What happens to videos after they’re uploaded?

  • Only 35% of all videos uploaded will be claimed by rights holders. 26% will be monitored or monetized by the copyright holder; the remainder will be taken down.
  • A whopping 32% of all videos will end up removed within the first 24 hours.
  • 5% of videos will be deleted by users.
  • 18% will be removed because the user had their account terminated.
  • 9% will be taken down due to copyright infringement.
  • 0.4% of all videos are made private by the users in the first 24 hours.
  • 5% accounts that uploads videos in any given day get terminated for violating YouTube’s TOS.
  • Terminated accounts upload around 20% of all videos every day, 6x more than a typical account.

Any perceptions of YouTube as a platform that’s dominated by music are shattered by this study. Indeed, video does account for 74% of all Internet traffic, but music is just a small piece of it.

December 6, 2016

Engineer/Producer Josh Gudwin On Episode #138 Of My Inner Circle Podcast

Josh GudwinThere are stars, then there are superstars, then there’s Justin Bieber, who seems to shine brighter than the rest. On this week’s podcast, Justin’s studio partner Josh Gudwin will discuss what it’s like recording, mixing and even producing one of the biggest names in the entertainment universe.

On the intro we’ll take a look at how Instagram might be the best social platform to find music fans, if you have what they want. I’ll also discuss the latest in the DAW world, as so many of us look for an option to Pro Tools.

You can listen to it at bobbyoinnercircle.com, or via iTunesStitcher, Mixcloud or Google Play.

 

 

December 5, 2016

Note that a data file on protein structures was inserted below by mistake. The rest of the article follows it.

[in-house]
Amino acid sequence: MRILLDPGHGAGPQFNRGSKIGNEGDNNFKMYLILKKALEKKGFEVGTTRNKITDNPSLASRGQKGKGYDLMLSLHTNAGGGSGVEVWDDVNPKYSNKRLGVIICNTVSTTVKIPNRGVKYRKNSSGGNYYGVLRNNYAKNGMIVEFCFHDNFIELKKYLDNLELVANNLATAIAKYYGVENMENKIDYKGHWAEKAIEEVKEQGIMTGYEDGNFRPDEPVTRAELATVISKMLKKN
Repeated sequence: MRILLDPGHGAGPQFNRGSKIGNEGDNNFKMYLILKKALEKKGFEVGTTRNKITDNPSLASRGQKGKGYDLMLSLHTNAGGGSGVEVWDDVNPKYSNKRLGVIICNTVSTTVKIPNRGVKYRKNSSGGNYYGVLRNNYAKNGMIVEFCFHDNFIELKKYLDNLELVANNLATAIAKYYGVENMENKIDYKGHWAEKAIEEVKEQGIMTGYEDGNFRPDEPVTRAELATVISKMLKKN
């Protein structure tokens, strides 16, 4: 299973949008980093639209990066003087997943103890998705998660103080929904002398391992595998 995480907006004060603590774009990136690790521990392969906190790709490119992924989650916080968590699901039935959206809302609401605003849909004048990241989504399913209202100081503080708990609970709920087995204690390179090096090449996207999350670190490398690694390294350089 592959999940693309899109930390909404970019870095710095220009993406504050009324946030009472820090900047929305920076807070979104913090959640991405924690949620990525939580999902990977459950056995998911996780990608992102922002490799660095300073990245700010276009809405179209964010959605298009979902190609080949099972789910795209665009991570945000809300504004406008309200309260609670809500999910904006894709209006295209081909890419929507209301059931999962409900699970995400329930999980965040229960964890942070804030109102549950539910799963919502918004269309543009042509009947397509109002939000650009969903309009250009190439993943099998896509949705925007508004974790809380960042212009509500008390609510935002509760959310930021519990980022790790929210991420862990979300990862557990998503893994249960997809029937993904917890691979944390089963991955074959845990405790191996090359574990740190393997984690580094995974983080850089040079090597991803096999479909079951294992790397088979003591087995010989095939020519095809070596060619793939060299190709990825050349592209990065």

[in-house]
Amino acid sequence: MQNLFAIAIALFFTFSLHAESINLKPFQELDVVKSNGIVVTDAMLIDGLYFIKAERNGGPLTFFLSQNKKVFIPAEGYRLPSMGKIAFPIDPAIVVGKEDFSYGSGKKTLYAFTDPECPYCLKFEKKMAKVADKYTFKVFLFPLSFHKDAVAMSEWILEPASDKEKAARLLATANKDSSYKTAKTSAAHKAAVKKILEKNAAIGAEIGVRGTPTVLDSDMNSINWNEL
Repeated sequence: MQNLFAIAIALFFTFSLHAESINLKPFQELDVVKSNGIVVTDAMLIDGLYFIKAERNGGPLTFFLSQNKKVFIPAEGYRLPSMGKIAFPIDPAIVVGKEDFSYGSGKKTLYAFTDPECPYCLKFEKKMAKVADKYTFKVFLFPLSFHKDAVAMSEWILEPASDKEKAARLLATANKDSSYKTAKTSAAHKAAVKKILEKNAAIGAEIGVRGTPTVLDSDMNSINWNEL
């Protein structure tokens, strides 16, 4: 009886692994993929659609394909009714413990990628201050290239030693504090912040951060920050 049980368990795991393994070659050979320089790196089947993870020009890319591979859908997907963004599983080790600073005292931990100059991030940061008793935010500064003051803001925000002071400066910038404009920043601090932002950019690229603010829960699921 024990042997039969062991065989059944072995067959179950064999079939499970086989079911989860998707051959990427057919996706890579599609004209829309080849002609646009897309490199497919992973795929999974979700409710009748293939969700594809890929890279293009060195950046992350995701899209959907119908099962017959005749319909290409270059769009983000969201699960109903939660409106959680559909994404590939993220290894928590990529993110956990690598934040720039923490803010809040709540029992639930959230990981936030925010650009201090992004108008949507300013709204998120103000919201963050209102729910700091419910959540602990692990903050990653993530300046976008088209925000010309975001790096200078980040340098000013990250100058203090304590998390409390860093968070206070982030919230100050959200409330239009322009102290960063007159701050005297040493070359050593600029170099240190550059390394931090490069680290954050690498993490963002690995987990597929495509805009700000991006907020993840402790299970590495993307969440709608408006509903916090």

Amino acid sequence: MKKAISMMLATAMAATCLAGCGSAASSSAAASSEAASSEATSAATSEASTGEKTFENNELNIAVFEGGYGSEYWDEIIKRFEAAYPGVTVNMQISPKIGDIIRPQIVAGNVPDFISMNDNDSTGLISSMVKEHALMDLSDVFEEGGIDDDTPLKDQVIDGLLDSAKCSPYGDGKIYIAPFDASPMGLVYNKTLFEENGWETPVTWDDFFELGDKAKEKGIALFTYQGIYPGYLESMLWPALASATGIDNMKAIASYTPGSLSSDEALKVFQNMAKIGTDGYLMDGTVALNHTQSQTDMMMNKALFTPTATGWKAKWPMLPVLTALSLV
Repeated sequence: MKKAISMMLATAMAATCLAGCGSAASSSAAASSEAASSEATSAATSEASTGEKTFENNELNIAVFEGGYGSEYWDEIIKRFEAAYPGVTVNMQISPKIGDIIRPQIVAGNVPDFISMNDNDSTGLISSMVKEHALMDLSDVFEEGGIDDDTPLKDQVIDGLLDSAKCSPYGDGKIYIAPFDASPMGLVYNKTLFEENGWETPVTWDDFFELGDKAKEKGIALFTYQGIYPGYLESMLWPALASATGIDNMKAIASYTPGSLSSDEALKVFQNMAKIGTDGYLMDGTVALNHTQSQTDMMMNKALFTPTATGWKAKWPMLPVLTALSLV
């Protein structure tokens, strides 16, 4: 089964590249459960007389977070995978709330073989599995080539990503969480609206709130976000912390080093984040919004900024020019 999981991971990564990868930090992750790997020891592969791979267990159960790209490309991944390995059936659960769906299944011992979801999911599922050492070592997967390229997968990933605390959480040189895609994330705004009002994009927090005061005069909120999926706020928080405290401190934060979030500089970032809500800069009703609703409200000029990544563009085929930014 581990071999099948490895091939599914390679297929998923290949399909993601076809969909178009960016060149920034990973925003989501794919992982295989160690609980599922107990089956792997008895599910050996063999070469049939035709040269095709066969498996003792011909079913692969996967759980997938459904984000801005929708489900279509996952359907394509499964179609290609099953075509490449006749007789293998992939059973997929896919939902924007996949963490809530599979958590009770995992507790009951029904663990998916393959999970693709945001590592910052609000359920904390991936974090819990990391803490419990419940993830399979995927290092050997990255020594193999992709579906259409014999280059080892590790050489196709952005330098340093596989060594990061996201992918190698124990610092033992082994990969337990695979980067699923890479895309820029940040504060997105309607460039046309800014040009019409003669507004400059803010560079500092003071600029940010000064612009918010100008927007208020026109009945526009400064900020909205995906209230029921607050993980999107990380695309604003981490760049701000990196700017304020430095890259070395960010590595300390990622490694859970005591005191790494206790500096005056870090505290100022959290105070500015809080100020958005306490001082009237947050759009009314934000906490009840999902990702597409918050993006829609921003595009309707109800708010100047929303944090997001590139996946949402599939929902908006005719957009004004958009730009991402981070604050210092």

12 Questions To Ask Yourself Before You Make That Post

12 questionsAs I’ve said many times here and in my book Social Media Promotion For Musicians, just being on a social network doesn’t mean that you’re using it effectively for promotion. There’s a mindset that’s need before you can use any network as a promotional tool. Here are 12 questions to ask yourself (thanks to this Time article) before you post to any social network that will help you focus your content for greatest impact.

1. Is the message educational, informational, or entertaining? Stop if it doesn’t fit into either of these categories.

2. Is the voice correct? Remember to stay within your brand and not get too personal.

3. Is it too long? Shorter posts get more engagement.

4. Is the URL correct? You did remember to include a link, right? Make sure you check that it’s working

5. Should I target a specific audience with this message? Sometimes it’s better to just address a specific portion of your audience or fanbase.

6. Did I use the right keywords and hashtags to maximize exposure? Keywords and hashtags are still important.

7. How many times have I already posted something today? Too many posts in the day may mean that this one could be ignored.

8. Did I spell check? Poor spelling is something that people notice immediately and it detracts from the message of the post.

9. Will I be okay with absolutely anyone seeing this? Stop and rewrite if you feel the slightest bit uncomfortable about something in the post. Follow your gut on this one.

10. Is this reactive communication or is it well thought-out? If you’re angry, take an hour to calm down before you post. A quick reactive post is how flame wars start.

11. Did I make the most of visual content—images, video, slides? Visuals increase engagement on almost all platforms.

12. Did I make the most of my update text—headline formulas, polls, quizzes? You only have so many chances for attention so make the most of them.

The best way to use social media as an effective promotion tool is to post great content. Follow these 12 questions and you’ll always be sure that you’re in the ballpark.